Regards,
    EG

    Edit: I read your description several times and still can't figure out what you are trying to do.
    There are many helpful members who will be glad to help you with your project if they can understand your objective. Please elaborate and define your project in more details.
    1- Are you trying to turn the Arduino itself on and off? What is the purpose of doing that?
    With that concept in mind, how does the Arduino react to anything (like switch press) if it is off? Does it need to be on and perhaps on standby?
    2- Or are you trying to turn on/off something else like an LED, motor, buzzer, relay,...so on
    3- Is there a timing involved like a specific amount of time to do something after button press and then turn off?
     
    Last edited: Mar 1, 2017
  3. robertbu

    robertbu New Member

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    I edited the question to add more info:

    > If your ground of 9V battery connected to the ground of 5V and ground of your Arduino?

    The switch and the MOSFET complete the connection of the 5V and 9V grounds. That is what allows the Arduino to turn on.

    > Your diagram is very unreadable. Please redraw it so people can understand it at a quick look.

    I'm a programmer with little EE experience. I don't know the standards or what you are looking for to make it more readable. If you can point out examples or standards, I'm willing to learn.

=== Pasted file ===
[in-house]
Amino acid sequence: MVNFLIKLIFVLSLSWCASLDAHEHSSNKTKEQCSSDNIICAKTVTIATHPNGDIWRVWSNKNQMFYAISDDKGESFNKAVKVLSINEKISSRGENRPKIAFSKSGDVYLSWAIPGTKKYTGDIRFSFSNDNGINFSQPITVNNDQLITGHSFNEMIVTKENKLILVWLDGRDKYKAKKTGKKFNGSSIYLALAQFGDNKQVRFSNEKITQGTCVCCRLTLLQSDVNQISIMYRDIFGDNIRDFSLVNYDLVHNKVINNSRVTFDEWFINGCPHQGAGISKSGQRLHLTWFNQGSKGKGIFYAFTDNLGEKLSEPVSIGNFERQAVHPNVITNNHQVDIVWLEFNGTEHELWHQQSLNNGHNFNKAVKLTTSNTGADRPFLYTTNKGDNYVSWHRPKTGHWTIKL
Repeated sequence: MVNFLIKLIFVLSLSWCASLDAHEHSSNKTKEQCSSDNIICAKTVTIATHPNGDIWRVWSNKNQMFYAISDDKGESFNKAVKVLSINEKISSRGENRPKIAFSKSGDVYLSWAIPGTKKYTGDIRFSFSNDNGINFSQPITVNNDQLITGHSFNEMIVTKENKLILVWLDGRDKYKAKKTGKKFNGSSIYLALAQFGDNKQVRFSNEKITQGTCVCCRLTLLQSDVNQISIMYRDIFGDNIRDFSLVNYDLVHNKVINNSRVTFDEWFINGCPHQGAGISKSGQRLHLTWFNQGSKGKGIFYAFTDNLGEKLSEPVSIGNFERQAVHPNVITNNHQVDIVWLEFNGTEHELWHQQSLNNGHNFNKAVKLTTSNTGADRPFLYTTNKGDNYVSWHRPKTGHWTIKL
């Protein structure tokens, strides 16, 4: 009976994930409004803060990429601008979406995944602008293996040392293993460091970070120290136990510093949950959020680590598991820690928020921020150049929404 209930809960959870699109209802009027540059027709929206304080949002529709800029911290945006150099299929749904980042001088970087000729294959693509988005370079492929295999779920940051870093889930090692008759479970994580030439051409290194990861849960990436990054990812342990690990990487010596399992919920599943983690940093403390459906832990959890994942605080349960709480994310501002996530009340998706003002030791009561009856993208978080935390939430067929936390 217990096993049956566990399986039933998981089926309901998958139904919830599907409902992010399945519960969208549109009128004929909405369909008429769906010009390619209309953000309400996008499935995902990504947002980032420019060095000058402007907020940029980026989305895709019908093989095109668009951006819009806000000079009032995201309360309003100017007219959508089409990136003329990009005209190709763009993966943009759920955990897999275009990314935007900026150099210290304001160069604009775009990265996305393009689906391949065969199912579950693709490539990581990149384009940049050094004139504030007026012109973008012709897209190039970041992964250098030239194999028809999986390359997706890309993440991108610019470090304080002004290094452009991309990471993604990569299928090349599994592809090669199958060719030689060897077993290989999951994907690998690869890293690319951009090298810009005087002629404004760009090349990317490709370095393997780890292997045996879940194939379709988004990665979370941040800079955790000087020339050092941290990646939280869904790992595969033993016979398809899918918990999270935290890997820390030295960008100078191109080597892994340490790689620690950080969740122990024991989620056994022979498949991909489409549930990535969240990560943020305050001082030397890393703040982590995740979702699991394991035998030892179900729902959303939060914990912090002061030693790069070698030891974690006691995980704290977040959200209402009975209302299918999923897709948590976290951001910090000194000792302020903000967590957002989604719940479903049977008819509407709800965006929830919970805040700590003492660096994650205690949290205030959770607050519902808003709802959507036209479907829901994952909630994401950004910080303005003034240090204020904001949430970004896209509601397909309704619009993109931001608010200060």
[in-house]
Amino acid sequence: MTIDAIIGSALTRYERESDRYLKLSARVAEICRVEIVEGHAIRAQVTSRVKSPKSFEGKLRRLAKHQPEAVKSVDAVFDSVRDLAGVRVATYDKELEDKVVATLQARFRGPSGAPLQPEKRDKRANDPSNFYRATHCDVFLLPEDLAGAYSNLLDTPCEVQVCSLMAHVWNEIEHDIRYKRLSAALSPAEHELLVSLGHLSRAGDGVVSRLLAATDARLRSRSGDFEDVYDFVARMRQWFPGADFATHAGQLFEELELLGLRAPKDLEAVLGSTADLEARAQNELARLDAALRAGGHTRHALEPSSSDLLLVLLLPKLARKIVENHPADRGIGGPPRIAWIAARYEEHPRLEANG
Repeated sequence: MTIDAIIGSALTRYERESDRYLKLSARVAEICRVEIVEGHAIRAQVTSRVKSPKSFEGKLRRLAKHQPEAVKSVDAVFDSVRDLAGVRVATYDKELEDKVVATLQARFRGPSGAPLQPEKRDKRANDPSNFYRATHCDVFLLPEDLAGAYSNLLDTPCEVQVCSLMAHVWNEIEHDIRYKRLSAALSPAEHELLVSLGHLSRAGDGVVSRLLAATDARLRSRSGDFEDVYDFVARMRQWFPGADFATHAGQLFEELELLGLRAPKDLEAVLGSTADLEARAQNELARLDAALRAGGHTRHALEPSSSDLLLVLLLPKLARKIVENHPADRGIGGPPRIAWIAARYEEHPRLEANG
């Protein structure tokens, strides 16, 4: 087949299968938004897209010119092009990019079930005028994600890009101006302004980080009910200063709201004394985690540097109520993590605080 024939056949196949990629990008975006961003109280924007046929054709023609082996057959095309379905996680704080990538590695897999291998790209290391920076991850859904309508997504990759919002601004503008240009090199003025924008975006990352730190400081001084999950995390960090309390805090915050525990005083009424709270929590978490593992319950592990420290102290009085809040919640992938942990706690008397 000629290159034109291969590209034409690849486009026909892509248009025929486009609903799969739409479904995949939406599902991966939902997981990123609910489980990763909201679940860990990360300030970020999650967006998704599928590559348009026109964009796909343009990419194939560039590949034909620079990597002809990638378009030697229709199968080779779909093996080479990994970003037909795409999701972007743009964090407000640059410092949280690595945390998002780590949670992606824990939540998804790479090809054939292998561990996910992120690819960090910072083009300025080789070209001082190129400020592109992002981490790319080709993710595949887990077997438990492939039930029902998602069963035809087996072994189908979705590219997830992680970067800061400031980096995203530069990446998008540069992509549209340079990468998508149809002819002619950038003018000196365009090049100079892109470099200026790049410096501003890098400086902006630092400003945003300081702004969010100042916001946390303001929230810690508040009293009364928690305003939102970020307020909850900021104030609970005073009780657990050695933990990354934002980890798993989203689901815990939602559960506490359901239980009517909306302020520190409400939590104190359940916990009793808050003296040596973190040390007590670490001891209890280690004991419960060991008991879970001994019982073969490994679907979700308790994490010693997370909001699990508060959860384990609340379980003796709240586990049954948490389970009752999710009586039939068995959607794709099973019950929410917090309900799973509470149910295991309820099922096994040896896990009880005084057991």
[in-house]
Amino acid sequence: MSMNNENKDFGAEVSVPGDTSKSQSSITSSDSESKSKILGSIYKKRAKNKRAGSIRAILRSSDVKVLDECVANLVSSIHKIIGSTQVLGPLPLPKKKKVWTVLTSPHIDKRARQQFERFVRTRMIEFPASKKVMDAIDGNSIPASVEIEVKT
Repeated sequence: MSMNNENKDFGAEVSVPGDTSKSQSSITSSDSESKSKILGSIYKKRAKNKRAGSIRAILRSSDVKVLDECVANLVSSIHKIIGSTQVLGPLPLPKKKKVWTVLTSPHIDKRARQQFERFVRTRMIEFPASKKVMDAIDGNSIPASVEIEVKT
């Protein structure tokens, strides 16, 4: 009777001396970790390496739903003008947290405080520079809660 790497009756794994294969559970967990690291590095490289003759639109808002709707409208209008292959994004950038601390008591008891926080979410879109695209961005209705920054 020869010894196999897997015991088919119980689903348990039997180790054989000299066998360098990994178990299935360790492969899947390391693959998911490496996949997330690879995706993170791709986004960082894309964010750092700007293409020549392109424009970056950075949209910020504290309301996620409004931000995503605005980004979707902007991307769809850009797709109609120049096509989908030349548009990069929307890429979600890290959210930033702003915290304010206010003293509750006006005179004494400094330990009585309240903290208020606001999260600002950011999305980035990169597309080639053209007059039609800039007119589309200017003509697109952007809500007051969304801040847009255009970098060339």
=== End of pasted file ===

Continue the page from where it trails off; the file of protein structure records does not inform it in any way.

4. dave

    Dave New Member

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  5. Ian Rogers

    Ian Rogers Super Moderator Most Helpful Member

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    Redrawn
    upload_2017-3-1_18-53-38.png

    I think that's the circuit!!!
     
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  6. robertbu

    robertbu New Member

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    I can see why this layout is easier to read. Thanks. There is one difference. R2 ties to the ground of the Arduino in my circuit, not 9V ground. Are you suggesting that it should tie to the 9v ground?
     
  7. Nigel Goodwin

    Nigel Goodwin Super Moderator Most Helpful Member

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    It seems particularly confusing and difficult? :D It's rather strange switching the negative side of the battery, which doesn't help.

    Here's a circuit that I've used a LOT recently, I 'stole' the idea from an AVR based component tester.

    It uses two pins, one IN and one OUT - this allows you to switch the unit OFF by pressing the button, if you want to do so (or anything else you might want to use the button for, after it's powered up).

    Momentary ON switch.GIF
     
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  8. robertbu

    robertbu New Member

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    Edit:
    Actually, without the PIC running, I don't see how T1 gets turned on. Is it through the base at T3?